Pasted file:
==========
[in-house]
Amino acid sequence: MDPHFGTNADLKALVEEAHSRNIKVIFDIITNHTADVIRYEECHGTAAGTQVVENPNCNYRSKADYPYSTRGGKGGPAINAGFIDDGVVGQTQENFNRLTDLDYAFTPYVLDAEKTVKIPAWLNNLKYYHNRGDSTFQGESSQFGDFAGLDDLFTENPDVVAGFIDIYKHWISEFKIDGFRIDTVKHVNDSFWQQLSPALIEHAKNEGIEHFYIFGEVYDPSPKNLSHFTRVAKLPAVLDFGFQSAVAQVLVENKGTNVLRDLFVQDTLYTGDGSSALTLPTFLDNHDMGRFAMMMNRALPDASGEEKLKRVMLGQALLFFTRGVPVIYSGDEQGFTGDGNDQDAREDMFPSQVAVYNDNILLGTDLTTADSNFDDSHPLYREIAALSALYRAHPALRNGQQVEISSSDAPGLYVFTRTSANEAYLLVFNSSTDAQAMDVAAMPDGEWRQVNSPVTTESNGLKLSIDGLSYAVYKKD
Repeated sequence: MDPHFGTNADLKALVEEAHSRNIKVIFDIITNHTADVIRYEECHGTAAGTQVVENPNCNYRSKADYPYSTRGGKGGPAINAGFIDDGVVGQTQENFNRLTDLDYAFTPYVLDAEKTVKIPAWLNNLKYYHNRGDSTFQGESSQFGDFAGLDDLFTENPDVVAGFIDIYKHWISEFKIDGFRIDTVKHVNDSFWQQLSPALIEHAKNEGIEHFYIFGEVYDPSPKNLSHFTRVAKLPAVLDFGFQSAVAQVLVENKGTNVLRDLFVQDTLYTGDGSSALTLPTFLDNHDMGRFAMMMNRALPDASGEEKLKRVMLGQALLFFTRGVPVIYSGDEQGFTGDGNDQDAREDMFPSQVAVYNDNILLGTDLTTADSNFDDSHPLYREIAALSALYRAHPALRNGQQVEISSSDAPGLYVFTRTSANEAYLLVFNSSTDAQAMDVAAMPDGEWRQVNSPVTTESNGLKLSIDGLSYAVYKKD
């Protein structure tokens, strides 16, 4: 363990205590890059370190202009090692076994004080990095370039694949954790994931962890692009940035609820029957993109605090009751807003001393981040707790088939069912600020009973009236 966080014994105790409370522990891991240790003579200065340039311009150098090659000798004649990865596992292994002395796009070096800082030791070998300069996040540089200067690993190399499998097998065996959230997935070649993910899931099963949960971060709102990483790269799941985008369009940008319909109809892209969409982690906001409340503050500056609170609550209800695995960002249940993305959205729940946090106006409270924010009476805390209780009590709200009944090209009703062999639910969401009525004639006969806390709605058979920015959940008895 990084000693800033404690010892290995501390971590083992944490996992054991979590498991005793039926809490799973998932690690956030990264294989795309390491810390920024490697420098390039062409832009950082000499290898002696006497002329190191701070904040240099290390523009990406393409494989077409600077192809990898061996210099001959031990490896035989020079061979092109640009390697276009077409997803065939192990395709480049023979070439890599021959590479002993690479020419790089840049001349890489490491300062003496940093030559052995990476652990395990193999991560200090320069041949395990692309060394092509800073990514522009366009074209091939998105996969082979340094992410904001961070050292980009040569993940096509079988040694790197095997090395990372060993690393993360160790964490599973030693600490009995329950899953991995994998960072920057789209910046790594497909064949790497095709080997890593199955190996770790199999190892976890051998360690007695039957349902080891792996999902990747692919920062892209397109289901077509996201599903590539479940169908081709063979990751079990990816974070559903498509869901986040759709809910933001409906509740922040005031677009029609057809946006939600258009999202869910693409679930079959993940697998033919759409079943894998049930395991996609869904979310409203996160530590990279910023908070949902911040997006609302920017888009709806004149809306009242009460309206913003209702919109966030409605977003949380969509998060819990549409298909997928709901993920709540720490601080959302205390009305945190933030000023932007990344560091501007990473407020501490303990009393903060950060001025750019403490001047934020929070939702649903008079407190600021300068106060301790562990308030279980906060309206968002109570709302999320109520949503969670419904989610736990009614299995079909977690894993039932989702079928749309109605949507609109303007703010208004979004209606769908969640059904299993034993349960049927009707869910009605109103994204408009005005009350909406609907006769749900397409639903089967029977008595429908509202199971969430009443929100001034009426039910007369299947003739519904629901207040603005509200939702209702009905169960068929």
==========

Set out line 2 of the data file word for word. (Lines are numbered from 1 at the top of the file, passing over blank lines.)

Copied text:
Amino acid sequence: MDPHFGTNADLKALVEEAHSRNIKVIFDIITNHTADVIRYEECHGTAAGTQVVENPNCNYRSKADYPYSTRGGKGGPAINAGFIDDGVVGQTQENFNRLTDLDYAFTPYVLDAEKTVKIPAWLNNLKYYHNRGDSTFQGESSQFGDFAGLDDLFTENPDVVAGFIDIYKHWISEFKIDGFRIDTVKHVNDSFWQQLSPALIEHAKNEGIEHFYIFGEVYDPSPKNLSHFTRVAKLPAVLDFGFQSAVAQVLVENKGTNVLRDLFVQDTLYTGDGSSALTLPTFLDNHDMGRFAMMMNRALPDASGEEKLKRVMLGQALLFFTRGVPVIYSGDEQGFTGDGNDQDAREDMFPSQVAVYNDNILLGTDLTTADSNFDDSHPLYREIAALSALYRAHPALRNGQQVEISSSDAPGLYVFTRTSANEAYLLVFNSSTDAQAMDVAAMPDGEWRQVNSPVTTESNGLKLSIDGLSYAVYKKD